I fell ill with covid in March 2020. While not hospitalised, I was ill and bed-ridden for a few weeks, with chest pains, cold fever, fatigue, shaking, stomach issues, breathlessness, whole body tingling sensations and many more symptoms. I ‘recovered’ in April and started living my usual life including exercising. However, I noticed that my symptoms would return if I overdid it. Then in May I became ill again with similar symptoms. I contacted my doctor but was just told to take it easy. My chest felt as though it was full of concrete and I deteriorated throughout the month, barely able to make to it the bathroom and back. I called the doctors again and again and eventually I was given antibiotics for a suspected chest infection/pnumonia. After a few days of taking antibiotics, my chest infection resolved, but the fatigue remained.
I was barely coping with the basics of life; I couldn’t look after my son, cooking was very difficult. We lived on quick easy meals; the usually tidy house was a mess. I could manage the stairs a couple of times a day; leaving the house was virtually impossible. In late June, my partner took me for a chest x ray, which came back clear. Doctors had no advice for me other than to rest. I spent time online looking for answers; this led me to various groups of people with similar issues. This was before the term long covid had even been coined. I read Paul Garners’ blogs and realised we were both experiencing similar problems.
I googled my symptoms and was led to the ME website. Reading this was terrifying
I spent all day on the sofa; using my time to read about the growing number of people who were suffering the same thing. I joined the body politik slack group; desperately reading stories for ideas on how to recover. I googled my symptoms and was led to the ME website. Reading this was terrifying: I read there was no cure for ME and only 30% of people ever recover. All the advice on the website was on managing symptoms rather than getting better. The more I read, the more convinced I was that I had ME.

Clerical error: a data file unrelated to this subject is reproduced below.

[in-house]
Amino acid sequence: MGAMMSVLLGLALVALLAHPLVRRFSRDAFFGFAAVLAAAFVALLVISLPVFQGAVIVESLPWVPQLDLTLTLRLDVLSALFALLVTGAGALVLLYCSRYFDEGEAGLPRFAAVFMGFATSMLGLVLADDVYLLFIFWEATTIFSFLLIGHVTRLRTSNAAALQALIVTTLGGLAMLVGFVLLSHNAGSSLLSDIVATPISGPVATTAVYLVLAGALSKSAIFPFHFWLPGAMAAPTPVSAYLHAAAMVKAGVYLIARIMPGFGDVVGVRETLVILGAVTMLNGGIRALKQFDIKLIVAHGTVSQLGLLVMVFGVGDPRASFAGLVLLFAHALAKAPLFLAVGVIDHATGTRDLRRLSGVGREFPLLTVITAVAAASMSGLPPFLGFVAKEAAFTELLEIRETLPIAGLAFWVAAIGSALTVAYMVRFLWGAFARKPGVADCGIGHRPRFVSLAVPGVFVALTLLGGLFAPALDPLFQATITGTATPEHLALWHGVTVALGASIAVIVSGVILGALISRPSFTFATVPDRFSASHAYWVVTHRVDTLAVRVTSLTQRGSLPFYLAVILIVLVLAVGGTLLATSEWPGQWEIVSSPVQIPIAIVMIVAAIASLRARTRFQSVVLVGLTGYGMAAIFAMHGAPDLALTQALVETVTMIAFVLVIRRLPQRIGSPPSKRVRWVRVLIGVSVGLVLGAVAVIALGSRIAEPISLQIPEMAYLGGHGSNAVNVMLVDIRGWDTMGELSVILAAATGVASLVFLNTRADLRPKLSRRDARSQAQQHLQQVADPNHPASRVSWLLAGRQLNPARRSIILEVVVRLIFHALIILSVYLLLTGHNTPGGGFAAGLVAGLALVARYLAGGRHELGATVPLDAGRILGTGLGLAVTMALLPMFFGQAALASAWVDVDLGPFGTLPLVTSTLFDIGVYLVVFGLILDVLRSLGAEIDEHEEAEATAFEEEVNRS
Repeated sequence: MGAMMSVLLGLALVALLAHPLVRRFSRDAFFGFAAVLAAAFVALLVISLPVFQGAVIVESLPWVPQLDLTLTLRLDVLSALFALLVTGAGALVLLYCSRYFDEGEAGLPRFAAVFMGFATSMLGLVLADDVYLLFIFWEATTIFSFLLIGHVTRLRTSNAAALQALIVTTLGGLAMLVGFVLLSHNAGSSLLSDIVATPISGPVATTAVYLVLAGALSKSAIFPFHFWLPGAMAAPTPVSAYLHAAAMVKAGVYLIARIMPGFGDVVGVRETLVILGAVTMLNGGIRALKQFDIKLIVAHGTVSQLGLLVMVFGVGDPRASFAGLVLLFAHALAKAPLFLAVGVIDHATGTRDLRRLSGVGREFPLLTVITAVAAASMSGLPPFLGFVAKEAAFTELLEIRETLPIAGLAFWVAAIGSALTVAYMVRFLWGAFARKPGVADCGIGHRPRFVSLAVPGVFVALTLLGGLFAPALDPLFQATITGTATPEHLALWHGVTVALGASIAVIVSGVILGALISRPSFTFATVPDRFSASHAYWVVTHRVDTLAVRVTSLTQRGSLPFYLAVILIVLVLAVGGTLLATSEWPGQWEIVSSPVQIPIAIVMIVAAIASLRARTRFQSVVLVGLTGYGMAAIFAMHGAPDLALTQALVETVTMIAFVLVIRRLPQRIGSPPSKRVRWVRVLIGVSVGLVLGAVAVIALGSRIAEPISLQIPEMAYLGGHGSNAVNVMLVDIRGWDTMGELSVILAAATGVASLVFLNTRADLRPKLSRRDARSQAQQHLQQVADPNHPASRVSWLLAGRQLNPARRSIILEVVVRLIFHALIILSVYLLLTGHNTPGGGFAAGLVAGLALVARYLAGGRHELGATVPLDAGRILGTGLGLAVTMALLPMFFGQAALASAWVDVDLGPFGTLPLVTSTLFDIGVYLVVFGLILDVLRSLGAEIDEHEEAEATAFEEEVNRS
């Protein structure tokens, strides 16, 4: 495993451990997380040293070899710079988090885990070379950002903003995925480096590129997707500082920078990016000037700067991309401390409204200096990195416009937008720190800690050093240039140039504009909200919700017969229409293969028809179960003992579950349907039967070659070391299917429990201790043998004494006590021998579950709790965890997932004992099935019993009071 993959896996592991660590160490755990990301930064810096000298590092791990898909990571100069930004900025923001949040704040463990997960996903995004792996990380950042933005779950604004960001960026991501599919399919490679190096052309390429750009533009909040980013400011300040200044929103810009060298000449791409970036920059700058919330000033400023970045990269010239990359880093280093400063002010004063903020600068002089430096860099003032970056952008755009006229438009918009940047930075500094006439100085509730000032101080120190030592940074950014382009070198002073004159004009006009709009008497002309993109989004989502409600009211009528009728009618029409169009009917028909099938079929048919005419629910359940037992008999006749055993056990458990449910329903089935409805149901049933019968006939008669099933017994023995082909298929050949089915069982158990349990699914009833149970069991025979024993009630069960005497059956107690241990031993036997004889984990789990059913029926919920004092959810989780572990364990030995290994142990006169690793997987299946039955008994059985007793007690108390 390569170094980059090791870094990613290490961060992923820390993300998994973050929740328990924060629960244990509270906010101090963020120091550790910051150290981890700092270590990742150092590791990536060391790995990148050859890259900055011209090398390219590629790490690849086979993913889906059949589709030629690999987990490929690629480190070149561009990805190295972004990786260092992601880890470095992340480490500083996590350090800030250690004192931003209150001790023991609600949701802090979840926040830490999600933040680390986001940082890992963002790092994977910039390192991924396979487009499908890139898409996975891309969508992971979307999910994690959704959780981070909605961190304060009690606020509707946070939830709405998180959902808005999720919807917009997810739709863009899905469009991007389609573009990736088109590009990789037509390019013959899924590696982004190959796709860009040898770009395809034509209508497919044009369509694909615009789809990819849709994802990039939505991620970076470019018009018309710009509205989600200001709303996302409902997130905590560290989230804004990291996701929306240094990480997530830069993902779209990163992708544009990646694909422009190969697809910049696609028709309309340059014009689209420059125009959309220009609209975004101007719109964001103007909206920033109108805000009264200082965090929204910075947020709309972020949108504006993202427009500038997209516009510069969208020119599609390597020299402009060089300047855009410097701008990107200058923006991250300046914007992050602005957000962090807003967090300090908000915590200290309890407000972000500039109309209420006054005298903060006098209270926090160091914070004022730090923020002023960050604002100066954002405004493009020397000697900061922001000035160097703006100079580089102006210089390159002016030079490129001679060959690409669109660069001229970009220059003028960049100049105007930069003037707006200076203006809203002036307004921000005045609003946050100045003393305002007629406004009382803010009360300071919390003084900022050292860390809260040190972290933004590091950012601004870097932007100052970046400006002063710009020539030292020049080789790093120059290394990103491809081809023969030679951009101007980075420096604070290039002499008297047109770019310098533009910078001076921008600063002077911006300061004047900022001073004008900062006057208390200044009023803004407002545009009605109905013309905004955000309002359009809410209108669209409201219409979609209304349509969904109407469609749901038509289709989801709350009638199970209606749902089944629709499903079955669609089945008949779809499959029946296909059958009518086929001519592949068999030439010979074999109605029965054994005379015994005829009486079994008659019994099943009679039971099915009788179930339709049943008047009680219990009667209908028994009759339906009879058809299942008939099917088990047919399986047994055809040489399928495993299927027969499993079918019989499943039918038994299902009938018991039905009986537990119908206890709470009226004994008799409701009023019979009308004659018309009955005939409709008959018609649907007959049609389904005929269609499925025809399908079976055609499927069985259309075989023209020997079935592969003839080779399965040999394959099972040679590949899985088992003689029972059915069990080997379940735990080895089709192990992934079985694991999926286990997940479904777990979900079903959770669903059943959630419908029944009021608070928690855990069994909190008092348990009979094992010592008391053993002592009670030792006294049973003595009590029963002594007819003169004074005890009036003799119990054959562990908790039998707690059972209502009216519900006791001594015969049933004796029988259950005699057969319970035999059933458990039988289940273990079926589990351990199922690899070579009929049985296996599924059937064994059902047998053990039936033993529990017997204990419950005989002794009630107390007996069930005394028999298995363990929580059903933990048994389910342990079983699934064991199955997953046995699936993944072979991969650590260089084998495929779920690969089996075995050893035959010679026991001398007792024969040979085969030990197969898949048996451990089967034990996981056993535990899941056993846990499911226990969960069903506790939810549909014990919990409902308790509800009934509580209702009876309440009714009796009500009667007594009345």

I called the doctors again asking for help. Blood tests came back normal and doctors could only advise me on managing my symptoms, they had nothing to offer as far as recovering was concerned.
I could no longer stand up for more than a few seconds because my heart rate would rise and keep rising.
Then in July, my health deteriorated further. I wasn’t sleeping at all and started suffering from new symptoms. I found I could no longer stand up for more than a few seconds because my heart rate would rise and keep rising. A friend lent me a blood pressure machine and I monitored the readings. My heart rate would hit 140 if I stood up and my blood pressure would drop to readings of 84/59. I managed to speak to a doctor who told me it could be POTS (Postural tachycardia) and advised me to stand up slowly in case I passed out.
My son went to his fathers as I was by now practically bedridden and unable to look after him.
My son went to his fathers as I was by now practically bedridden and unable to look after him. I contemplated giving up my beloved cats as I was unable to look after them properly. Fortunately, my wonderful partner didn’t let that happen; he came round every evening to feed them and empty the cat litter. I couldn’t stand to shower so I borrowed a shower seat. I had a home help visit most days to cook for me and clean. My partner and kind friends would take it in turns to cook meals for me and bring them round. A friend who had herself been bedridden for many years called round regularly and tried to keep me positive, reminding me how long her recovery took and assuring me I would get better in time.
The symptoms remained. I was chronically fatigued; had brain fog; had trouble breathing. I went from having insomnia to sleeping for around 14 hours a day. Whenever I stood up my heart would race so I literally had to spend my entire time either sitting or lying down. I spent the entire summer virtually bed-bound. I could walk slowly to the lounge from my bedroom on the same floor, a few times a day. Friends called but I was often too fatigued to speak to them. The simplest of tasks were a huge effort and most my time was spent lying down.
The simplest of tasks were a huge effort and most my time was spent lying down.